As storytellers, we always feel a great deal of pressure to captivate our audience in a unique and memorable way. We want to dazzle. We want to stand out. What makes this pressure even greater is that in today’s world, there are already so many stories out there. It’s tough to find our footing – to find our unique angle. In search of our voice, it’s easy to overthink our process, over-complicate our words, and miss opportunities to connect with our audience. As marketers, writers, and creators, we bring “analysis paralysis” to a whole other level.
Despite the ever changing landscape content creators are facing today, there are things you can do to keep up with the changing times and develop a content strategy that fuels engaging, captivating and action-oriented content.
1. Understand your audience & community at large.
According to an IBM study, 80% of consumers believe brands don’t understand them. There is a clear gap between what consumers – and readers – want and what brands give them.
Content creators must have a deep understanding of their audience, not only to ensure content is relevant, but to also speed up the production process. Once you’ve tapped into what makes them tick, it’ll be easier for you to identify opportunities to engage them with your content.
Use Survey Monkey or Typeform to put together a survey of questions, interview them regularly, or engage them on social media. Explore community forums like Quora or Twitter chats to find out what kinds of questions your audience is asking.
Whatever it takes, find time to connect with users and other community members that would be perfect prospects for your business. All of this should inform how you put together an identity for your ideal reader, increasing your ability to create new, relevant content quickly. It will also help boost engagement as those readers move through the marketing funnel.
2. Repurpose what’s already working.
One of the biggest mistakes content marketers make is forgetting all the work they’ve already done! It’s easy to keep chugging along and neglect the content that can be turned into something new. But it’s time to get creative and identify opportunities where you can re-purpose content into different formats such as video, infographics, social media campaigns, SlideShare presentations, etc.
Leverage tools like Canva to bring a visual element to your story. Or put music to your SlideShare presentation and turn it into a video. By creating different content pieces, you’re opening to a more diverse set of people. Not everyone likes to consume content in the same way, so you need to test different ways you can create the content so it drives toward your overall goal.
3. Leverage user generated content.
Nowadays, so much of our challenge as marketers is to validate the products and services we are selling with as much credibility as possible. With the evolution of social media and the transition from “buyers beware” to “sellers beware,” marketing has shifted from companies creating their own mascots and brand characters to customers now being their brand characters.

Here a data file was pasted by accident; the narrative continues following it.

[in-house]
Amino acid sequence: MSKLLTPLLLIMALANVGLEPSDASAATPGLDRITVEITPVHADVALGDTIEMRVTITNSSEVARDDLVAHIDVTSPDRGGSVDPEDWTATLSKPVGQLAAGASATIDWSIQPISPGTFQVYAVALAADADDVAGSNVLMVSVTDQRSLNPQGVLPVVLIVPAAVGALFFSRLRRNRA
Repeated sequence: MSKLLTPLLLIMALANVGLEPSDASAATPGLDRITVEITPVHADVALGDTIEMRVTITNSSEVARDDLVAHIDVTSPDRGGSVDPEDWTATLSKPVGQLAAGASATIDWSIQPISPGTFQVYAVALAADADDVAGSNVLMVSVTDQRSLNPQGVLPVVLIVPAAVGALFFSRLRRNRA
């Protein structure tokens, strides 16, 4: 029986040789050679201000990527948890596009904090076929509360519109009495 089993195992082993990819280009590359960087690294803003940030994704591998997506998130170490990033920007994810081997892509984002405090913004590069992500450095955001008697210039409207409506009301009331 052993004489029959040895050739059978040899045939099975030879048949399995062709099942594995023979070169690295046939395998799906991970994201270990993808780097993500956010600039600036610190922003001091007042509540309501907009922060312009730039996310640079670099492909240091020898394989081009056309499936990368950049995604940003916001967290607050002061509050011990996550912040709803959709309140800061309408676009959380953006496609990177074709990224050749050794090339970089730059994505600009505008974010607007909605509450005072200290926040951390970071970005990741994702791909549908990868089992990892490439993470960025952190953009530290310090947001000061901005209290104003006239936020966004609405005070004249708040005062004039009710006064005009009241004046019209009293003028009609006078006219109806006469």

With user-generated content resulting in 29 percent higher web conversions than campaigns or websites without it, it has proven to be a powerful ally for social media marketers. The vast majority of consumers (70 percent) trust online peer reviews and recommendations more than professional content and copy.
As your content develops, take time to look at what customers and other members of your community are saying. What questions do they have? What problems are they experiencing? And how can you take that content and re-purpose it into your own content marketing strategy?
If you have customers who are posting on Instagram with your product, re-publish those as a round up on your blog or display them on your website using a social media display platform. Repurposing what others are already saying not only saves you the time from having to create something on your own, but you’re sharing genuine thoughts and experiences which is what consumers want to hear, anyway. Not to mention it shows your customers how much you appreciate their contribution to your brand.
4. Don’t over-complicate your writing process.
One of the hardest parts about writing is getting out of your own way. A blank canvas can be an intimidating thing to go up against. If you’re constantly delaying your writing process, you won’t be able to get into a groove that can be scaled. Use tools like WriterRoom or Clean Writer Pro to write without distraction.
Everyone has their own creative process, but if you’re struggling to get past the scary stage of taking on a blank canvas, compartmentalizing the stages of writing can help. It requires you to give your writing time to breathe and that can feel like an impossible thing to do, but if you can master a routine, you’ll be pumping out content like nobody’s business.
If you’re writing solo and don’t have editors at your disposal, it can be easy to spend hours, even days, on researching, writing, editing and obsessing over your own work. Get coworkers to write some of the pieces as a subject matter expert. Or interview them, turning it into a Q&A post. And above all, let the content breathe!
After you’ve stepped away and let the content take a break from your thoughts (and vice versa), you’re ready to revisit it with a fine-tooth comb.
When editing, it easy to go after everything at once, but try to go in stages. First look for comprehension – does the overall storyline make sense? Then go through different edits that need to be made: run-on sentences, cliches, redundancies, typos, etc. Use tools like Grammarly or Kibin to help identify these things more quickly.
Check out our Ultimate Guide to Creating Content Quickly for a step-by-step guide on how to start writing better content, faster.